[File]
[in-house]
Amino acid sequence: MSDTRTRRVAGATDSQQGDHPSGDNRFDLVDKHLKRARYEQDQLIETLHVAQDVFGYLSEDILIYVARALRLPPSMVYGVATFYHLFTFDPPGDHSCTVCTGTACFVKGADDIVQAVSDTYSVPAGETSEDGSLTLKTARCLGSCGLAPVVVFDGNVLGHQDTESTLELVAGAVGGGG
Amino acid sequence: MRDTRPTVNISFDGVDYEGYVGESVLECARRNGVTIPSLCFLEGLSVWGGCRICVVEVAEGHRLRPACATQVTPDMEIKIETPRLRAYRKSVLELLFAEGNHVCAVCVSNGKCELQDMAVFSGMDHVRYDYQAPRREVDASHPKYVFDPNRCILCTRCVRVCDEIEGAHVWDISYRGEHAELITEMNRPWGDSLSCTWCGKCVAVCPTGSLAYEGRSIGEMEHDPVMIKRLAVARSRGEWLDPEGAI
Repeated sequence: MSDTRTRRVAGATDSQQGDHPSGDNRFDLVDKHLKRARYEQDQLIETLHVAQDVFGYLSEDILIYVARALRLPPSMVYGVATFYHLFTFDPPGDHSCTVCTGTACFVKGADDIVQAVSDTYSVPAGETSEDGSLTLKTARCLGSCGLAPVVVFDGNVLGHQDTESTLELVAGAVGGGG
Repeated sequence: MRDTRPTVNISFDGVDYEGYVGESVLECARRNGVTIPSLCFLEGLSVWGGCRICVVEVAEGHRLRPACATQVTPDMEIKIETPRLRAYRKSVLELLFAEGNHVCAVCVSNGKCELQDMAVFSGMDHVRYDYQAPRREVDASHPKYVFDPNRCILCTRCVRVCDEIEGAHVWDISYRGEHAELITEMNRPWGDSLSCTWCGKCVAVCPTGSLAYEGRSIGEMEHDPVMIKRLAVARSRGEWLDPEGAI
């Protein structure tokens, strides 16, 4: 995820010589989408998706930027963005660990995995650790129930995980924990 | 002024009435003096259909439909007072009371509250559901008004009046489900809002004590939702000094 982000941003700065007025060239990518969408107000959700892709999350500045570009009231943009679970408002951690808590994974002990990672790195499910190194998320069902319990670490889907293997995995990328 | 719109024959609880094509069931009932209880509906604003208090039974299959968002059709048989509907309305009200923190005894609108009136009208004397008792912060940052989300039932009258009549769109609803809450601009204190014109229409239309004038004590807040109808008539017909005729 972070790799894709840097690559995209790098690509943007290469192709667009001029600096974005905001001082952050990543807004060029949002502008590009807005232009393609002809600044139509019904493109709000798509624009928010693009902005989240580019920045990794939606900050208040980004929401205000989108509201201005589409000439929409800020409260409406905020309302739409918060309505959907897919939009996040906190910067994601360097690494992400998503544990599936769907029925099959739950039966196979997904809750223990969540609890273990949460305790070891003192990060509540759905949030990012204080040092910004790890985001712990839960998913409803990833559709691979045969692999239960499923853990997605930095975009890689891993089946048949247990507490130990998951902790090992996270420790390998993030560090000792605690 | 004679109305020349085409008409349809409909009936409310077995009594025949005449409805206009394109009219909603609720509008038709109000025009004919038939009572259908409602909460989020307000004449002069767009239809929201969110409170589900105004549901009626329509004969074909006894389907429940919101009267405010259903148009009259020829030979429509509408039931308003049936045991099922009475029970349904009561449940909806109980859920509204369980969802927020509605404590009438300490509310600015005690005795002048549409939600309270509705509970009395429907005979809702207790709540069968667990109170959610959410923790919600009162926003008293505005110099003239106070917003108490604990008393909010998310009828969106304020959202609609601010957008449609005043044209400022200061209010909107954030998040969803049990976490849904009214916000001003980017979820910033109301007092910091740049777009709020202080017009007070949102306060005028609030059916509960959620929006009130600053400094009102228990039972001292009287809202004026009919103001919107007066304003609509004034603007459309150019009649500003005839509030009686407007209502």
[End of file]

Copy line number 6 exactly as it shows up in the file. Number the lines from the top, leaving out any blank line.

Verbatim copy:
């Protein structure tokens, strides 16, 4: 995820010589989408998706930027963005660990995995650790129930995980924990 | 002024009435003096259909439909007072009371509250559901008004009046489900809002004590939702000094 982000941003700065007025060239990518969408107000959700892709999350500045570009009231943009679970408002951690808590994974002990990672790195499910190194998320069902319990670490889907293997995995990328 | 719109024959609880094509069931009932209880509906604003208090039974299959968002059709048989509907309305009200923190005894609108009136009208004397008792912060940052989300039932009258009549769109609803809450601009204190014109229409239309004038004590807040109808008539017909005729 972070790799894709840097690559995209790098690509943007290469192709667009001029600096974005905001001082952050990543807004060029949002502008590009807005232009393609002809600044139509019904493109709000798509624009928010693009902005989240580019920045990794939606900050208040980004929401205000989108509201201005589409000439929409800020409260409406905020309302739409918060309505959907897919939009996040906190910067994601360097690494992400998503544990599936769907029925099959739950039966196979997904809750223990969540609890273990949460305790070891003192990060509540759905949030990012204080040092910004790890985001712990839960998913409803990833559709691979045969692999239960499923853990997605930095975009890689891993089946048949247990507490130990998951902790090992996270420790390998993030560090000792605690 | 004679109305020349085409008409349809409909009936409310077995009594025949005449409805206009394109009219909603609720509008038709109000025009004919038939009572259908409602909460989020307000004449002069767009239809929201969110409170589900105004549901009626329509004969074909006894389907429940919101009267405010259903148009009259020829030979429509509408039931308003049936045991099922009475029970349904009561449940909806109980859920509204369980969802927020509605404590009438300490509310600015005690005795002048549409939600309270509705509970009395429907005979809702207790709540069968667990109170959610959410923790919600009162926003008293505005110099003239106070917003108490604990008393909010998310009828969106304020959202609609601010957008449609005043044209400022200061209010909107954030998040969803049990976490849904009214916000001003980017979820910033109301007092910091740049777009709020202080017009007070949102306060005028609030059916509960959620929006009130600053400094009102228990039972001292009287809202004026009919103001919107007066304003609509004034603007459309150019009649500003005839509030009686407007209502």